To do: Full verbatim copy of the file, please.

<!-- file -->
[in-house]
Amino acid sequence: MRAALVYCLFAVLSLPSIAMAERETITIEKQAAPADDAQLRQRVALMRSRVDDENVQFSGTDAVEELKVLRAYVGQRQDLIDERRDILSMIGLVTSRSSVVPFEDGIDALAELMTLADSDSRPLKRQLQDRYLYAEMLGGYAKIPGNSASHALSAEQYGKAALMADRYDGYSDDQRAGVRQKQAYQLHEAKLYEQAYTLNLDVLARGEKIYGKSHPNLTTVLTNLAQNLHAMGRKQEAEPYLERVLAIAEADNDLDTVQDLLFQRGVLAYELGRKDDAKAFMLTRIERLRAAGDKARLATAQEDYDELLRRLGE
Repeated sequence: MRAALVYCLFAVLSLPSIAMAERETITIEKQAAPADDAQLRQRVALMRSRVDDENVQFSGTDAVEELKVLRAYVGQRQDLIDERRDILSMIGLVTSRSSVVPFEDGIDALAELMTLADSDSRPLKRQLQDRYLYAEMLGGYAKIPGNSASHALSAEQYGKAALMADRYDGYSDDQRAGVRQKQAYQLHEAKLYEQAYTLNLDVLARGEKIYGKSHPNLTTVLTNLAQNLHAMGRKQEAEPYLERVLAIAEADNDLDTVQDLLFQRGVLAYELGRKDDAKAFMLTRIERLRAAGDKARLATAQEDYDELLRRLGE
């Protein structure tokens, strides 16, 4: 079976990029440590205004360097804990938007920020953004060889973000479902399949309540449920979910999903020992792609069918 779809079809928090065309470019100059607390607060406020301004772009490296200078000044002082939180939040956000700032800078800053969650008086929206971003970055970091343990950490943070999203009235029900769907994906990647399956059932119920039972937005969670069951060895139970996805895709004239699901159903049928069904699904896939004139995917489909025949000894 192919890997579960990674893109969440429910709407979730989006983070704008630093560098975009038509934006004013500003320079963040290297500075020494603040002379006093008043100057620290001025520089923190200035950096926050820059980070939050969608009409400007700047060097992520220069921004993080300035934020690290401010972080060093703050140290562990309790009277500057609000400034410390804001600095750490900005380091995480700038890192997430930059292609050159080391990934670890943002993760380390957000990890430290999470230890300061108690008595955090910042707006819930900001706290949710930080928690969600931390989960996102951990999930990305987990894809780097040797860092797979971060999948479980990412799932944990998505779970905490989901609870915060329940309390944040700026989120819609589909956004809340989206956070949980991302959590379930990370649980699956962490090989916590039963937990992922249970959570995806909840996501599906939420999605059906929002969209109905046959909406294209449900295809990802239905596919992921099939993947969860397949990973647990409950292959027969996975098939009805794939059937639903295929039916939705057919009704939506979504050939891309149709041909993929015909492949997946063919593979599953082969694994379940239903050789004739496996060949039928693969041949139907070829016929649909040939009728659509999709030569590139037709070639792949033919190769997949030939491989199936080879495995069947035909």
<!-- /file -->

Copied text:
[in-house]
Amino acid sequence: MRAALVYCLFAVLSLPSIAMAERETITIEKQAAPADDAQLRQRVALMRSRVDDENVQFSGTDAVEELKVLRAYVGQRQDLIDERRDILSMIGLVTSRSSVVPFEDGIDALAELMTLADSDSRPLKRQLQDRYLYAEMLGGYAKIPGNSASHALSAEQYGKAALMADRYDGYSDDQRAGVRQKQAYQLHEAKLYEQAYTLNLDVLARGEKIYGKSHPNLTTVLTNLAQNLHAMGRKQEAEPYLERVLAIAEADNDLDTVQDLLFQRGVLAYELGRKDDAKAFMLTRIERLRAAGDKARLATAQEDYDELLRRLGE
Repeated sequence: MRAALVYCLFAVLSLPSIAMAERETITIEKQAAPADDAQLRQRVALMRSRVDDENVQFSGTDAVEELKVLRAYVGQRQDLIDERRDILSMIGLVTSRSSVVPFEDGIDALAELMTLADSDSRPLKRQLQDRYLYAEMLGGYAKIPGNSASHALSAEQYGKAALMADRYDGYSDDQRAGVRQKQAYQLHEAKLYEQAYTLNLDVLARGEKIYGKSHPNLTTVLTNLAQNLHAMGRKQEAEPYLERVLAIAEADNDLDTVQDLLFQRGVLAYELGRKDDAKAFMLTRIERLRAAGDKARLATAQEDYDELLRRLGE
């Protein structure tokens, strides 16, 4: 079976990029440590205004360097804990938007920020953004060889973000479902399949309540449920979910999903020992792609069918 779809079809928090065309470019100059607390607060406020301004772009490296200078000044002082939180939040956000700032800078800053969650008086929206971003970055970091343990950490943070999203009235029900769907994906990647399956059932119920039972937005969670069951060895139970996805895709004239699901159903049928069904699904896939004139995917489909025949000894 192919890997579960990674893109969440429910709407979730989006983070704008630093560098975009038509934006004013500003320079963040290297500075020494603040002379006093008043100057620290001025520089923190200035950096926050820059980070939050969608009409400007700047060097992520220069921004993080300035934020690290401010972080060093703050140290562990309790009277500057609000400034410390804001600095750490900005380091995480700038890192997430930059292609050159080391990934670890943002993760380390957000990890430290999470230890300061108690008595955090910042707006819930900001706290949710930080928690969600931390989960996102951990999930990305987990894809780097040797860092797979971060999948479980990412799932944990998505779970905490989901609870915060329940309390944040700026989120819609589909956004809340989206956070949980991302959590379930990370649980699956962490090989916590039963937990992922249970959570995806909840996501599906939420999605059906929002969209109905046959909406294209449900295809990802239905596919992921099939993947969860397949990973647990409950292959027969996975098939009805794939059937639903295929039916939705057919009704939506979504050939891309149709041909993929015909492949997946063919593979599953082969694994379940239903050789004739496996060949039928693969041949139907070829016929649909040939009728659509999709030569590139037709070639792949033919190769997949030939491989199936080879495995069947035909």